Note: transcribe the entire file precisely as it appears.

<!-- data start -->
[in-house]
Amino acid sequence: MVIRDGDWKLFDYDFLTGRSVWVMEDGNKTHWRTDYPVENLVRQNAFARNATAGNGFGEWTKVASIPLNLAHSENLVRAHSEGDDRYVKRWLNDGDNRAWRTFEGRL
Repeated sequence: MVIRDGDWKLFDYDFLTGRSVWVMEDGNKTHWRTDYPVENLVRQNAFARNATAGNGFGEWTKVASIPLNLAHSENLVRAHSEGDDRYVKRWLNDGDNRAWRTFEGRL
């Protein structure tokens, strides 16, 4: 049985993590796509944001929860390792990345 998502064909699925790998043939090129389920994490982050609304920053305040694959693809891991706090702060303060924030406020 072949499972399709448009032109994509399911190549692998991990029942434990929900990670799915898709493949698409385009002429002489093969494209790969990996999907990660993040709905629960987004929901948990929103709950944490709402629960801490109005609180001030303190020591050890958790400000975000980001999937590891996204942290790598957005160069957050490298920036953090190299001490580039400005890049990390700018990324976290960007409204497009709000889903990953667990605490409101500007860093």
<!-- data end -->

[in-house]
Amino acid sequence: MVIRDGDWKLFDYDFLTGRSVWVMEDGNKTHWRTDYPVENLVRQNAFARNATAGNGFGEWTKVASIPLNLAHSENLVRAHSEGDDRYVKRWLNDGDNRAWRTFEGRL
Repeated sequence: MVIRDGDWKLFDYDFLTGRSVWVMEDGNKTHWRTDYPVENLVRQNAFARNATAGNGFGEWTKVASIPLNLAHSENLVRAHSEGDDRYVKRWLNDGDNRAWRTFEGRL
């Protein structure tokens, strides 16, 4: 049985993590796509944001929860390792990345 998502064909699925790998043939090129389920994490982050609304920053305040694959693809891991706090702060303060924030406020 072949499972399709448009032109994509399911190549692998991990029942434990929900990670799915898709493949698409385009002429002489093969494209790969990996999907990660993040709905629960987004929901948990929103709950944490709402629960801490109005609180001030303190020591050890958790400000975000980001999937590891996204942290790598957005160069957050490298920036953090190299001490580039400005890049990390700018990324976290960007409204497009709000889903990953667990605490409101500007860093």